The court’s decision means Germany can ban Tesla using the name “Autopilot” to describe a feature in Tesla cars that maintains speed and lane position automatically.
Ever noticed how planes have Autopilot, but they still have two human pilots?— Whole Mars Catalog (@WholeMarsBlog) July 14, 2020
“Autopilot does not replace human operators. Instead Autopilot assist’s the operator’s control of the vehicle, allowing the operator to focus on brorader aspects of operation”https://t.co/R4Qkt9ooXj pic.twitter.com/BkYLQVX8TG
In a case brought by a German organisation focusing on industrial anti-competitor practices called the Wettbewerbszentrale, a court in Munich ruled that calling the feature autopilot exaggerated its capabilities.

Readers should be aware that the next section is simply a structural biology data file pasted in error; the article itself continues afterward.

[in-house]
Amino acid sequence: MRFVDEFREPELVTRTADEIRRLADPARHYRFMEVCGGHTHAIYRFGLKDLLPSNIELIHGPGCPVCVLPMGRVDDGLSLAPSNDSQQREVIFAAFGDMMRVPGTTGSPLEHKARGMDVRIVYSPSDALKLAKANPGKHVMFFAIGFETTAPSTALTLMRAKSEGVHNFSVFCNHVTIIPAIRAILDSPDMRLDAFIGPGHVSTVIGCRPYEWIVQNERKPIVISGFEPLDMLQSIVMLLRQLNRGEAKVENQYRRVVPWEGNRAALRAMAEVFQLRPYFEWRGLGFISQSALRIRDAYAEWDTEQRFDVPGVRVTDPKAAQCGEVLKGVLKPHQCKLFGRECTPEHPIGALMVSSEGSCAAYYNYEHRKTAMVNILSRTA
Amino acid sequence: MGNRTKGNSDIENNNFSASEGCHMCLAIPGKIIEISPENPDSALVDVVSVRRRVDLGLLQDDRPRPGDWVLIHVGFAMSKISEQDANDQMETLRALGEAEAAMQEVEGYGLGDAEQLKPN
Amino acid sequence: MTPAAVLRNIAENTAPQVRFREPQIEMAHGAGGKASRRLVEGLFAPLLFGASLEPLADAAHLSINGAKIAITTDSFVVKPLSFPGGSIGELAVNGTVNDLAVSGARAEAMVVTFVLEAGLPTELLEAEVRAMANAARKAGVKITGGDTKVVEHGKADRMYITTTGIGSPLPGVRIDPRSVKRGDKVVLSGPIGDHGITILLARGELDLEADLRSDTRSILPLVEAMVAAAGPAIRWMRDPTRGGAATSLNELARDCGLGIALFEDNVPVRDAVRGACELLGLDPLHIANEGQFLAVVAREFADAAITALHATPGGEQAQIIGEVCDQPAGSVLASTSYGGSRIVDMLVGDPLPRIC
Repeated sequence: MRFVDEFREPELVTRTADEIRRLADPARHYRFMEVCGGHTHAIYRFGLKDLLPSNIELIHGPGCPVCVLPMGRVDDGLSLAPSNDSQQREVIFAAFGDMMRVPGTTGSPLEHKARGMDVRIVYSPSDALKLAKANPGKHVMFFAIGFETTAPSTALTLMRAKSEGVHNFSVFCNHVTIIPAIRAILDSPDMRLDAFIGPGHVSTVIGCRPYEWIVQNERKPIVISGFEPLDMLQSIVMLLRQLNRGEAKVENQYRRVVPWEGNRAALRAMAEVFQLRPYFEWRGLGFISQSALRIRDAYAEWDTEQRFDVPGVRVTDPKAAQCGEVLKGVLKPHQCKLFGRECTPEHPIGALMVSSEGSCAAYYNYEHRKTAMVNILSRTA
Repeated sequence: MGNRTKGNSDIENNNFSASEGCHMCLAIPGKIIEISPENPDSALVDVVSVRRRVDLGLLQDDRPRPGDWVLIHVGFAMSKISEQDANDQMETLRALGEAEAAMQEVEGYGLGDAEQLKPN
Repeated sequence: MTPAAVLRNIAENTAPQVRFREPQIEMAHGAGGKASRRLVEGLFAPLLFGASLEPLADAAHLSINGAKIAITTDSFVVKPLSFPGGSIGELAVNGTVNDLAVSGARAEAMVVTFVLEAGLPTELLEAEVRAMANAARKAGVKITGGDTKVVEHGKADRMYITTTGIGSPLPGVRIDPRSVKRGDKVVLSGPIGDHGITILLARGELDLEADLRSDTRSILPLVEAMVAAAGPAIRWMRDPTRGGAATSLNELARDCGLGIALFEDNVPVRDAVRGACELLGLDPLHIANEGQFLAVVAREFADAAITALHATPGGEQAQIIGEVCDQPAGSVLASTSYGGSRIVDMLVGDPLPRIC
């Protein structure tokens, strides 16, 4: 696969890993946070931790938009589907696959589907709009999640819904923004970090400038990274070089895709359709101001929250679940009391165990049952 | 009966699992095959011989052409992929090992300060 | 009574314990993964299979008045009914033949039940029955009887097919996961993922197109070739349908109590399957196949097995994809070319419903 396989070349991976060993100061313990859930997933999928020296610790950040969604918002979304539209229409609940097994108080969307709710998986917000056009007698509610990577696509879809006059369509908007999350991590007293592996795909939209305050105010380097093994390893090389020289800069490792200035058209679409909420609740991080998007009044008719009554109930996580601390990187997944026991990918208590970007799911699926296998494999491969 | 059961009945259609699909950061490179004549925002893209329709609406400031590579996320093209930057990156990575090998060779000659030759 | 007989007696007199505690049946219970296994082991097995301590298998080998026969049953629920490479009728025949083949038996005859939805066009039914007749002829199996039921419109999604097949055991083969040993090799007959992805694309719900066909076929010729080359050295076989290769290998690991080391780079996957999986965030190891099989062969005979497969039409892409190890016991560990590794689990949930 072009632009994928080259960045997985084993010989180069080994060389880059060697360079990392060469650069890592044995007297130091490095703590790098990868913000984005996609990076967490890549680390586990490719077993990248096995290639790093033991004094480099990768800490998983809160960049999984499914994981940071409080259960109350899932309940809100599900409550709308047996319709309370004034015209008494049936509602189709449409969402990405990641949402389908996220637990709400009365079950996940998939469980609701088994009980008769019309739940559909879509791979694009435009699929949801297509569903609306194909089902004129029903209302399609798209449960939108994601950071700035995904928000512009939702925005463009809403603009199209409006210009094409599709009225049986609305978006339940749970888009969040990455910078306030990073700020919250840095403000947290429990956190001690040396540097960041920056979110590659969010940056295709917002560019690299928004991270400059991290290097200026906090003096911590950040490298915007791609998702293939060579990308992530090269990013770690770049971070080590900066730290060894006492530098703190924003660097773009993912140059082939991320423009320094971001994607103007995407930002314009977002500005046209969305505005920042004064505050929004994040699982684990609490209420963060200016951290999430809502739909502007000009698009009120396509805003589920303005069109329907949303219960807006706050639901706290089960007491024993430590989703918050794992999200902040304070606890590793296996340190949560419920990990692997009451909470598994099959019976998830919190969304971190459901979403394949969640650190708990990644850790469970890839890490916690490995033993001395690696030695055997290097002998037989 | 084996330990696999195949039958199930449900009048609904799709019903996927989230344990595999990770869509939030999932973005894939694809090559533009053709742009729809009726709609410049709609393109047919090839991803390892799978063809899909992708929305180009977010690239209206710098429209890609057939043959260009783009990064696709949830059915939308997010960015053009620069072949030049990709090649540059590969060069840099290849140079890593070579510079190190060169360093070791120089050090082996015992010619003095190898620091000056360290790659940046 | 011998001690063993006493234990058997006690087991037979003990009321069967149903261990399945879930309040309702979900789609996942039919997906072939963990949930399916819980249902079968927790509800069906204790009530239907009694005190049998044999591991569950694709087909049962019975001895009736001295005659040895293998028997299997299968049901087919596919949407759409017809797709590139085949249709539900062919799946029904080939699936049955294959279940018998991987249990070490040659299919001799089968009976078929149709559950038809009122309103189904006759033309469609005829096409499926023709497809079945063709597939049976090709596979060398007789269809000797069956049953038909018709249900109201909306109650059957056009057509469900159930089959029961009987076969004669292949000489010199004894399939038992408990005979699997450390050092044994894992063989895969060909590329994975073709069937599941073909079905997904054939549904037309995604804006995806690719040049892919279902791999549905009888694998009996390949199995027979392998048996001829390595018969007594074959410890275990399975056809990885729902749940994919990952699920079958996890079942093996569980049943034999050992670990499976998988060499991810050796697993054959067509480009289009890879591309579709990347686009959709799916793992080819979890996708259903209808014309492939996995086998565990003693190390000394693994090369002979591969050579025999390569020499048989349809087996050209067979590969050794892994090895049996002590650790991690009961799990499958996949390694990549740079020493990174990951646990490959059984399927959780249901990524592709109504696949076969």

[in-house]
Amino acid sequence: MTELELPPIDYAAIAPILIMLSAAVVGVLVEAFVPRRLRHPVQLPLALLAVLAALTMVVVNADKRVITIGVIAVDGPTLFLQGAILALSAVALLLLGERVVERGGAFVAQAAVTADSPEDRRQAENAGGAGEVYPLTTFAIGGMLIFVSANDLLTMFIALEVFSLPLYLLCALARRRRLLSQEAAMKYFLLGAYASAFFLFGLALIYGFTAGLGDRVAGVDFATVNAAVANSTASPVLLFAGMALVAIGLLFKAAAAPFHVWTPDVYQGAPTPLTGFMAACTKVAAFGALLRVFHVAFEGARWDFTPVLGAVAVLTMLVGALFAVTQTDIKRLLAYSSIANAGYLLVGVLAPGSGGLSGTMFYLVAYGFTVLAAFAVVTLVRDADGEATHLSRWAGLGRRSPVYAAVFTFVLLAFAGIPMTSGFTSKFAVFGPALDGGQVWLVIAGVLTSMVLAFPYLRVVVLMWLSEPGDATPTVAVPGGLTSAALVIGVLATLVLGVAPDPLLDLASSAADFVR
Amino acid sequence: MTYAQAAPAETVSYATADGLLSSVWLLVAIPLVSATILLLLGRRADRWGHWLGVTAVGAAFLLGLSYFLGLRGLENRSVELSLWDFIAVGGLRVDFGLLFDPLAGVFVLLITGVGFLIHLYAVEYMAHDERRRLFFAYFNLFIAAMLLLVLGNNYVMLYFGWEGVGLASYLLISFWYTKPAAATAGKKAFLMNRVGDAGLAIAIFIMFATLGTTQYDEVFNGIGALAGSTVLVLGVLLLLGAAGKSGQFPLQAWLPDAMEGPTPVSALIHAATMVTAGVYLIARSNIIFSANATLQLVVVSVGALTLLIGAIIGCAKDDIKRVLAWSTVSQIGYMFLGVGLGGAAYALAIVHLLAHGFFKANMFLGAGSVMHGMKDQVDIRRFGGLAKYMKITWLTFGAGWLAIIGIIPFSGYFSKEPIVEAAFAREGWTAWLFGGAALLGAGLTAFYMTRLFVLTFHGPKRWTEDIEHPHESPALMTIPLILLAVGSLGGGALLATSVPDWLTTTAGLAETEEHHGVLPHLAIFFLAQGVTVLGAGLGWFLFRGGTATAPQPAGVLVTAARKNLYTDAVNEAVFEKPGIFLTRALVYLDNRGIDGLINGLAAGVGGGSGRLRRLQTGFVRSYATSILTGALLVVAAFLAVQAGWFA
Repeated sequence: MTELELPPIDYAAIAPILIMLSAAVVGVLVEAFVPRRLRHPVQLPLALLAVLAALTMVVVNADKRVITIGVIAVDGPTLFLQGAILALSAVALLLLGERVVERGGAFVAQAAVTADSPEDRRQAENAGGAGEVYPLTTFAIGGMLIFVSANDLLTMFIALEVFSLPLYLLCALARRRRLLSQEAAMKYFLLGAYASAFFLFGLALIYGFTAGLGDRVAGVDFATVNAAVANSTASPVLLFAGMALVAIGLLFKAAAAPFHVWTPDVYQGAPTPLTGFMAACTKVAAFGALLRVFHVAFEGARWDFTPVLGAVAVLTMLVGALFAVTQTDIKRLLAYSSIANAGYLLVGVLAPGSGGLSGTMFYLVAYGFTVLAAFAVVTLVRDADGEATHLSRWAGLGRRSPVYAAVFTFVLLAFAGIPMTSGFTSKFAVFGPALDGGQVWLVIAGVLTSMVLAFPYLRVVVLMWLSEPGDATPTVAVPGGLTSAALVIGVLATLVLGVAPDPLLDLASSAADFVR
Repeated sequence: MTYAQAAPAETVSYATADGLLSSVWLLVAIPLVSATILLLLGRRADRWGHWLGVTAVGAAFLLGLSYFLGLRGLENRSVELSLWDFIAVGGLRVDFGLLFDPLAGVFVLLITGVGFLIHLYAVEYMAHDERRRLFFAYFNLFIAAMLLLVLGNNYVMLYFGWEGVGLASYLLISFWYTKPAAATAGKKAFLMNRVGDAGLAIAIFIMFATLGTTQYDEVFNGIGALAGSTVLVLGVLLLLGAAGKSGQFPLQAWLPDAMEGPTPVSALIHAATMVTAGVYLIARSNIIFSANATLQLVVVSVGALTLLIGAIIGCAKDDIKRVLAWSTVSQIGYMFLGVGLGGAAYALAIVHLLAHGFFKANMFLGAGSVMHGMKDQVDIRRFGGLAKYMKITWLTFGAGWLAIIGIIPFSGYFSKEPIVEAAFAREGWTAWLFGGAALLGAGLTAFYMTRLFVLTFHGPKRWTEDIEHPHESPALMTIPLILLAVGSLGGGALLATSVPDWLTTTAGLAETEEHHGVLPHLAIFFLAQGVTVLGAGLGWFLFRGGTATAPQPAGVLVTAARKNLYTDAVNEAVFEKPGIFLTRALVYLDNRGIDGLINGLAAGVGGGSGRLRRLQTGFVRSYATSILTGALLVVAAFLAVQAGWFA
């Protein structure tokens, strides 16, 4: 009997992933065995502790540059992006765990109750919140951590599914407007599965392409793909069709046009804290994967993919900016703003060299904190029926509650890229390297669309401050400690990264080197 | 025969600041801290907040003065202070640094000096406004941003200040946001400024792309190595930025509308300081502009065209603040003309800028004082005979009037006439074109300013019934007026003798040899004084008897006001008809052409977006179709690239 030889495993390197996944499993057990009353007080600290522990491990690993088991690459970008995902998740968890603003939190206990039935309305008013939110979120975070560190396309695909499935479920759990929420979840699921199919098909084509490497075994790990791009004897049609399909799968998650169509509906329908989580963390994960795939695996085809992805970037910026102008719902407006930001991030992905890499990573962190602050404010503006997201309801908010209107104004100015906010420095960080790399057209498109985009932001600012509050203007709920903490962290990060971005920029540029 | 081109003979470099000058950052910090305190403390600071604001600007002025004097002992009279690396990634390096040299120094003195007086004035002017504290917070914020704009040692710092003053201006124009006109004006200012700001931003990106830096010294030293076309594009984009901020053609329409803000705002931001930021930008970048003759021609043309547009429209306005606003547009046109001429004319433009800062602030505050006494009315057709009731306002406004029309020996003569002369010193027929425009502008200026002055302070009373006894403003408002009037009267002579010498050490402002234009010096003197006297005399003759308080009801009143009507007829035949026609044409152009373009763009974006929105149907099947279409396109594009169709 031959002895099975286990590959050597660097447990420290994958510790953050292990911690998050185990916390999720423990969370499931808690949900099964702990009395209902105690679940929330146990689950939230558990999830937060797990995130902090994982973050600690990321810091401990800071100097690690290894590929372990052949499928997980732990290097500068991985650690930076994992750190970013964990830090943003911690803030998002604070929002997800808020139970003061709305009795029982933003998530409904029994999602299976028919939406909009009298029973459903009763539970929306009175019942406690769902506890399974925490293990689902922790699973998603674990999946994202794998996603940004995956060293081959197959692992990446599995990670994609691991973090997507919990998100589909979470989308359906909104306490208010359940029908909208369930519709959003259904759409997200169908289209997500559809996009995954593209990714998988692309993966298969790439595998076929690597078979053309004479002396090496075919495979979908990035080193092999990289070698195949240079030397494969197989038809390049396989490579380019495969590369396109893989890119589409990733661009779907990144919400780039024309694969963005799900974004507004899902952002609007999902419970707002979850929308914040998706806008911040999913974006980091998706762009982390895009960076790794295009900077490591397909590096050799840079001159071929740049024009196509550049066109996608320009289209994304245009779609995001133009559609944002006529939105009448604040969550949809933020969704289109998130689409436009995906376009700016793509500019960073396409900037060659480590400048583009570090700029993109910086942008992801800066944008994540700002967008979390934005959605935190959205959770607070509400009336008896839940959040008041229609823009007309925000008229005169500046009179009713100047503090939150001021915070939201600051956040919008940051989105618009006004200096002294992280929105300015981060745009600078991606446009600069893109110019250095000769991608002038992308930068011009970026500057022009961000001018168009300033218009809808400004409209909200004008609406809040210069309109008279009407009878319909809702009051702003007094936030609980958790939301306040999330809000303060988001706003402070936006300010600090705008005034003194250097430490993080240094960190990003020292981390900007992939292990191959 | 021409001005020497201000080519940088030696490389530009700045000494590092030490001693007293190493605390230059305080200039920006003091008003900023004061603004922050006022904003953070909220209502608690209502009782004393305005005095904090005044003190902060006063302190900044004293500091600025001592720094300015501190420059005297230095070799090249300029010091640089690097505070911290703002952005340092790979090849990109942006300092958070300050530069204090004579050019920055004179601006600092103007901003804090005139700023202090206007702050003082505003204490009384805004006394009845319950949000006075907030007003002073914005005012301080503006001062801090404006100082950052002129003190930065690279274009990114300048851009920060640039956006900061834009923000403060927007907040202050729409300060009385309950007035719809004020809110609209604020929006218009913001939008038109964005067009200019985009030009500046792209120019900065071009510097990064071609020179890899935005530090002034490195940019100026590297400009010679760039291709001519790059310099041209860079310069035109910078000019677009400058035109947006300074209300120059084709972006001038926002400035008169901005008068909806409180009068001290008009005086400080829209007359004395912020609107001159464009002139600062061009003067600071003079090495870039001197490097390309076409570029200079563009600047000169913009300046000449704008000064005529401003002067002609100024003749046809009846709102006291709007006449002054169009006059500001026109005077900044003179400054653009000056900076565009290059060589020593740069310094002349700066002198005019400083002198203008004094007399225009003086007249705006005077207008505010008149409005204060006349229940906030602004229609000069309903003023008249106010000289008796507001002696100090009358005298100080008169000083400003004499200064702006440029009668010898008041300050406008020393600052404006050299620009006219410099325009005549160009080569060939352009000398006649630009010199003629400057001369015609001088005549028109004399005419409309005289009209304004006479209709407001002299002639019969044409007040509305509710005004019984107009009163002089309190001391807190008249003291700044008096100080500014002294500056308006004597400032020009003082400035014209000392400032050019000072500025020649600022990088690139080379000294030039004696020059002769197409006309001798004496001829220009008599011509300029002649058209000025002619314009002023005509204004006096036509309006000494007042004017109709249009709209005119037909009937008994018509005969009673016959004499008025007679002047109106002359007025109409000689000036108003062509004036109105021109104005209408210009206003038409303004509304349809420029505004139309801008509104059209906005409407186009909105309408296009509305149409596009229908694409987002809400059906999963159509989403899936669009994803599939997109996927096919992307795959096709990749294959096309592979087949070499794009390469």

“In the board’s opinion, both the advertising message as a whole and the components separately attacked by the plaintiff are misleading commercial acts … Because the use of the relevant terms and formulations arouses a notion that is inconsistent with the actual circumstances among the relevant public – in this case, the average consumer,” the court ruled.
But Musk reckons the court got it wrong.
“Tesla autopilot was literally named after the term used in aviation,” Musk responded to a person who tweeted a screenshot of the Wikipedia entry for autopilot.
“Autopilot does not replace human operators. Instead, autopilot assists the operator’s control of the vehicle, allowing the operator to focus on broader aspects of operations”, reads the crowdsourced encyclopaedia, which courts have previously ruled inadmissable.
While its name and features are consistent with the similar technology used for air travel, given a Tesla car is more readily available to “the average consumer” than a jet plane, the court applied different standards.